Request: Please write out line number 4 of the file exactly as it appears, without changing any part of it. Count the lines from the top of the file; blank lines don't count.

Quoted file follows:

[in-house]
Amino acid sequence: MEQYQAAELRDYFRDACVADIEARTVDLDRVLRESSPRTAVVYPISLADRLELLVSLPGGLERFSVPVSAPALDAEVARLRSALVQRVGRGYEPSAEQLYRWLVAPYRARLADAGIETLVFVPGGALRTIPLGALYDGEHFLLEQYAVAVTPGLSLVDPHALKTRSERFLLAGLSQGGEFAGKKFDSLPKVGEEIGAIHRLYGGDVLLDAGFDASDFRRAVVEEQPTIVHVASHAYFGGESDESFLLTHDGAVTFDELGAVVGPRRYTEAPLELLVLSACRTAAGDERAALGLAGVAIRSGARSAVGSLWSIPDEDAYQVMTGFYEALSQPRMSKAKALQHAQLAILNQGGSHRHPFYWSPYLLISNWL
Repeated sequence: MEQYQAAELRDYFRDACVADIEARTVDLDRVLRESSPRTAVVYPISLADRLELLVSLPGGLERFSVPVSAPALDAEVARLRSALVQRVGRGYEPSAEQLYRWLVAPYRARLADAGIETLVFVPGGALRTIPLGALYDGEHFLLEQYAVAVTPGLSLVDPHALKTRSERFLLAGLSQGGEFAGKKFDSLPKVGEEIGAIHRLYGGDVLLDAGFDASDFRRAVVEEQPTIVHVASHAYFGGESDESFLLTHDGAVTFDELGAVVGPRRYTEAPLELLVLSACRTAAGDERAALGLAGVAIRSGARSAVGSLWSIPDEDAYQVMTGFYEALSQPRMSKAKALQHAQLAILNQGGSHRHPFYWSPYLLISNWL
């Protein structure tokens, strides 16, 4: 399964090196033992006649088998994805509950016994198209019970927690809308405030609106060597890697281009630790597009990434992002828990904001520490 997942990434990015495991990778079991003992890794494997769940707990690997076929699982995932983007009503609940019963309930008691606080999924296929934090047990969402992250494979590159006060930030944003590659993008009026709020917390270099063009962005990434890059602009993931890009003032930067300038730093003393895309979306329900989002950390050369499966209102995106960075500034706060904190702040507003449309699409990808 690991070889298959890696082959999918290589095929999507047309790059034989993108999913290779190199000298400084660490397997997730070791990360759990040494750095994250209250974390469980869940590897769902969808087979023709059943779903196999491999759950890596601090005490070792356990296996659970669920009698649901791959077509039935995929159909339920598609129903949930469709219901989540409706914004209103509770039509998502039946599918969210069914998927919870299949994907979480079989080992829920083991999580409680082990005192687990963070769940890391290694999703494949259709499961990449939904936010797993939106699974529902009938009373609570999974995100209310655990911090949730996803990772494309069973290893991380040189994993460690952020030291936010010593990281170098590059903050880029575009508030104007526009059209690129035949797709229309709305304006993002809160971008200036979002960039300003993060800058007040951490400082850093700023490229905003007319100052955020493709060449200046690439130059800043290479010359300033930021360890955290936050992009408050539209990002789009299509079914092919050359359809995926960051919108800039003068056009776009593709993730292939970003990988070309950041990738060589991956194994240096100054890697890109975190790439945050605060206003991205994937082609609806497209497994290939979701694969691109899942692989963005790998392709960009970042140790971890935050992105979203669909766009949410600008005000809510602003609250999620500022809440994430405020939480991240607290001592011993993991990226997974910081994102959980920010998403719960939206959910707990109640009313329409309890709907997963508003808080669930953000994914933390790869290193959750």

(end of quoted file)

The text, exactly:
């Protein structure tokens, strides 16, 4: 399964090196033992006649088998994805509950016994198209019970927690809308405030609106060597890697281009630790597009990434992002828990904001520490 997942990434990015495991990778079991003992890794494997769940707990690997076929699982995932983007009503609940019963309930008691606080999924296929934090047990969402992250494979590159006060930030944003590659993008009026709020917390270099063009962005990434890059602009993931890009003032930067300038730093003393895309979306329900989002950390050369499966209102995106960075500034706060904190702040507003449309699409990808 690991070889298959890696082959999918290589095929999507047309790059034989993108999913290779190199000298400084660490397997997730070791990360759990040494750095994250209250974390469980869940590897769902969808087979023709059943779903196999491999759950890596601090005490070792356990296996659970669920009698649901791959077509039935995929159909339920598609129903949930469709219901989540409706914004209103509770039509998502039946599918969210069914998927919870299949994907979480079989080992829920083991999580409680082990005192687990963070769940890391290694999703494949259709499961990449939904936010797993939106699974529902009938009373609570999974995100209310655990911090949730996803990772494309069973290893991380040189994993460690952020030291936010010593990281170098590059903050880029575009508030104007526009059209690129035949797709229309709305304006993002809160971008200036979002960039300003993060800058007040951490400082850093700023490229905003007319100052955020493709060449200046690439130059800043290479010359300033930021360890955290936050992009408050539209990002789009299509079914092919050359359809995926960051919108800039003068056009776009593709993730292939970003990988070309950041990738060589991956194994240096100054890697890109975190790439945050605060206003991205994937082609609806497209497994290939979701694969691109899942692989963005790998392709960009970042140790971890935050992105979203669909766009949410600008005000809510602003609250999620500022809440994430405020939480991240607290001592011993993991990226997974910081994102959980920010998403719960939206959910707990109640009313329409309890709907997963508003808080669930953000994914933390790869290193959750």